The Music Venue Trust (MVT)’s annual report has revealed that while its members staged 177,000 events last year, it was still a decrease of 16.7% compared to pre-pandemic levels.
MVT represents almost 1,000 grassroots venues in the UK and a survey of 960 of those found that there were also 565,000 individual performances, and together with the 177,000 events, welcomed almost 22 million visitors.
This was still a 16.7% decrease on 2019 as venues continue to operate as leanly as possible during the current economic crisis.
The decrease also saw the number of events staged per week in individual venues fall from 4.2 in 2019 to 3.5 in 2022. Only 1.97 of those were identified as ticketed live music shows.
MVT’s report showed that in 2022, the average grassroots music venue capacity was 308, of which 40% was utilised per event, translating to an average 124 audience members per event.
This is a decrease of 11% compared to 2019 where the average capacity was 51%. The total income from those events was over £500m (€570m/$617m) but venues reported an average profit margin of 0.2%, resulting in the subsidising of live music performances by roughly £79m last year.
Mark Davyd, chief executive of Music Venue Trust, said: “Obviously we are pleased to highlight the fact that Grassroots Music Venues contribute over half a billion pounds to the UK economy and to emphasise their enormous impact on the cultural life of our country; but it is also necessary to reiterate the precarious financial position that much of the sector still finds themselves in – the current economics no longer stack up.
“We need urgent action from the government on all these factors as well as a full review of VAT on ticket sales. In short, we need a coherent long-term economic plan that recognises the importance of what our members do and gives them a chance to keep nurturing up and coming artists and contributing to their local communities.”
Davyd added: “It doesn’t make any sense for the government to continue to tax what is clearly research and development. We don’t penalise any other industry like this and we need to stop putting barriers in the way of risk taking and investment in new British talent. The spiralling cost of energy bills, rents, excessive & anti-competitive business rates, and other overheads, combined with the effects that the cost of living crisis is having on the disposable income of our audiences, means that venues are operating on razor thin margins and in many cases struggling to survive.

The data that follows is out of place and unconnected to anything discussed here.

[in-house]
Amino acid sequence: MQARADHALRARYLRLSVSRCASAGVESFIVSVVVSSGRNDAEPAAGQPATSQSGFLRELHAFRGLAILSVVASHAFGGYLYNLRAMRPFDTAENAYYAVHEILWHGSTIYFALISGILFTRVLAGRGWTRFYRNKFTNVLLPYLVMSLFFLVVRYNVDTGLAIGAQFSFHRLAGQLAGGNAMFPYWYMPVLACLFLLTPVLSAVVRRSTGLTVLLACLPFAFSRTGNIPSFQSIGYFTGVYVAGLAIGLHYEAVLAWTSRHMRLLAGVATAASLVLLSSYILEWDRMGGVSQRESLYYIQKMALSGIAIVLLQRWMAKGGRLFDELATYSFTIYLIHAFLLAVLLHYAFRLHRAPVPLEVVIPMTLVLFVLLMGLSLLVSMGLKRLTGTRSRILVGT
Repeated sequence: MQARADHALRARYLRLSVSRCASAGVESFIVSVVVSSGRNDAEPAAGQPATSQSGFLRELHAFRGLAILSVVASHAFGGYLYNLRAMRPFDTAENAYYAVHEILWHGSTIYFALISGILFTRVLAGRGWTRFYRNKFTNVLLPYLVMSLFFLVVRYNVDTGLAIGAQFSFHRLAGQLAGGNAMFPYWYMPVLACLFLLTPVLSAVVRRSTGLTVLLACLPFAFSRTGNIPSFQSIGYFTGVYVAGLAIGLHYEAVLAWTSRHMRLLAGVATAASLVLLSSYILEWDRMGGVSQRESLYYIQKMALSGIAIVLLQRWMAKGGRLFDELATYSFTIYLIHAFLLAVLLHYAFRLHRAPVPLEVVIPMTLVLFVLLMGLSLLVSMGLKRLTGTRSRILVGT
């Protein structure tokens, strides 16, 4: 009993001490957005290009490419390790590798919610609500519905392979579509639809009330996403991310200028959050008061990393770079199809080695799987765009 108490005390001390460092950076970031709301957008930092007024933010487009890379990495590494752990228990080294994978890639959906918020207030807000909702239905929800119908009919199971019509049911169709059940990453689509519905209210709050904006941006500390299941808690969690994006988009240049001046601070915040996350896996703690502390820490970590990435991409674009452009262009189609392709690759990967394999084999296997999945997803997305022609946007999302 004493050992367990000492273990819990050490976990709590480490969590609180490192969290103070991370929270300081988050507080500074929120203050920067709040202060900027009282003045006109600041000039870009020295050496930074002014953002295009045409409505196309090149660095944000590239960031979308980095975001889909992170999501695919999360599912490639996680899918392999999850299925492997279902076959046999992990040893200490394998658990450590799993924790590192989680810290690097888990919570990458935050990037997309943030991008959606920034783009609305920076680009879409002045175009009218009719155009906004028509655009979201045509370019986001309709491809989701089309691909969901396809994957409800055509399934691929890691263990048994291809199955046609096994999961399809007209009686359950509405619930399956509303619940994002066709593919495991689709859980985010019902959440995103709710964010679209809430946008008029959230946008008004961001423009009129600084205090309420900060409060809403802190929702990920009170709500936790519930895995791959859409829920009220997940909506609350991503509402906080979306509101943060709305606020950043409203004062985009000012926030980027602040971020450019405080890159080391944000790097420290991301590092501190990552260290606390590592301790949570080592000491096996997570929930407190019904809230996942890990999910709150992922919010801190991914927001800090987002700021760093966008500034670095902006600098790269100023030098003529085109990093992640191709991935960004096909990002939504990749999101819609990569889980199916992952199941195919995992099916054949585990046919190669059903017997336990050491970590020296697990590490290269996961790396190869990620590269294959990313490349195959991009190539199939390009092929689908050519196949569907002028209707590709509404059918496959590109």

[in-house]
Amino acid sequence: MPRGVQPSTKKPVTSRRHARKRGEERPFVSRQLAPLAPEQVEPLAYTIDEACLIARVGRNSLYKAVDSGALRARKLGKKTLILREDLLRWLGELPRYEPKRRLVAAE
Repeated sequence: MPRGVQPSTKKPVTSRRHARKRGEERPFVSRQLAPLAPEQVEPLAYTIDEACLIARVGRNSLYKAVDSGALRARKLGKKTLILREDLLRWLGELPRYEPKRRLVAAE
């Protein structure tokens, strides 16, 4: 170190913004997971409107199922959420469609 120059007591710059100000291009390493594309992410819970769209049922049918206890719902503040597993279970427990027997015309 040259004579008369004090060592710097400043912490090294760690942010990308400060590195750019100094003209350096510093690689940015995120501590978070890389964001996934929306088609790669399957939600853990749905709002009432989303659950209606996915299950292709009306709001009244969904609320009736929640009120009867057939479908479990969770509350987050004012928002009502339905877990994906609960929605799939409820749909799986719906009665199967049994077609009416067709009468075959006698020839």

“We cannot go on building more and more arenas with no plan of how to fill the stages they create in five, ten or twenty years time and without these new facilities playing their part in helping protect the grassroots eco-system. The threat is real: we need more from the music industry and we need it now, otherwise what is currently a crisis will soon become a terminal decline for venues, their staff, artists and audiences.”
Following the survey, MVT is calling on the UK Government and the wider music industry to help support the grassroots venue sector. In particular, the VAT applied to venue ticket sales was highlighted, which is viewed as an ongoing barrier to profitability.
MVT is calling for VAT to be reduced to the average European level of 5% or removed entirely. Additionally, MVT is calling for a thorough review of current business rates, and that all new arenas opening in the UK contribute to the security of the wider music eco-system by investing a percentage of every ticket sold.
In particular, the Trust has issued a direct request to the City of Manchester, The Mayor of Manchester Andy Burnham, Manchester City Council and all Manchester MPs to ask that the new 23,500-capacity Co-op Live arena opening later this year pledges a commitment to this initiative.